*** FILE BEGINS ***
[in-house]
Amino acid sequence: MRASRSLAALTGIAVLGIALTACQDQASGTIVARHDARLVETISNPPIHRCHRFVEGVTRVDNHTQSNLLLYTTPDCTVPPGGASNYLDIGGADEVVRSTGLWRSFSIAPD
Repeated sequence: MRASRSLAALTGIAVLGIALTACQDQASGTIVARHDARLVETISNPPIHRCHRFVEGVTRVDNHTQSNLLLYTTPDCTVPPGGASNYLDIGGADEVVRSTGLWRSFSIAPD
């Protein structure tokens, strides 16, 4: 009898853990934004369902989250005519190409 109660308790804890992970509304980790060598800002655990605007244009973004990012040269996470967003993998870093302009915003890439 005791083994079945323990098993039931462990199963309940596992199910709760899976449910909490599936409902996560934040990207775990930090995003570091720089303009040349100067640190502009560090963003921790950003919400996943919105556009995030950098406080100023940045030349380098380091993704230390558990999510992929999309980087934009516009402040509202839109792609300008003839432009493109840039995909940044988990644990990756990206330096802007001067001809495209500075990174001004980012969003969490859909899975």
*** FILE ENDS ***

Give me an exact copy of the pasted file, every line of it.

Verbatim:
[in-house]
Amino acid sequence: MRASRSLAALTGIAVLGIALTACQDQASGTIVARHDARLVETISNPPIHRCHRFVEGVTRVDNHTQSNLLLYTTPDCTVPPGGASNYLDIGGADEVVRSTGLWRSFSIAPD
Repeated sequence: MRASRSLAALTGIAVLGIALTACQDQASGTIVARHDARLVETISNPPIHRCHRFVEGVTRVDNHTQSNLLLYTTPDCTVPPGGASNYLDIGGADEVVRSTGLWRSFSIAPD
């Protein structure tokens, strides 16, 4: 009898853990934004369902989250005519190409 109660308790804890992970509304980790060598800002655990605007244009973004990012040269996470967003993998870093302009915003890439 005791083994079945323990098993039931462990199963309940596992199910709760899976449910909490599936409902996560934040990207775990930090995003570091720089303009040349100067640190502009560090963003921790950003919400996943919105556009995030950098406080100023940045030349380098380091993704230390558990999510992929999309980087934009516009402040509202839109792609300008003839432009493109840039995909940044988990644990990756990206330096802007001067001809495209500075990174001004980012969003969490859909899975």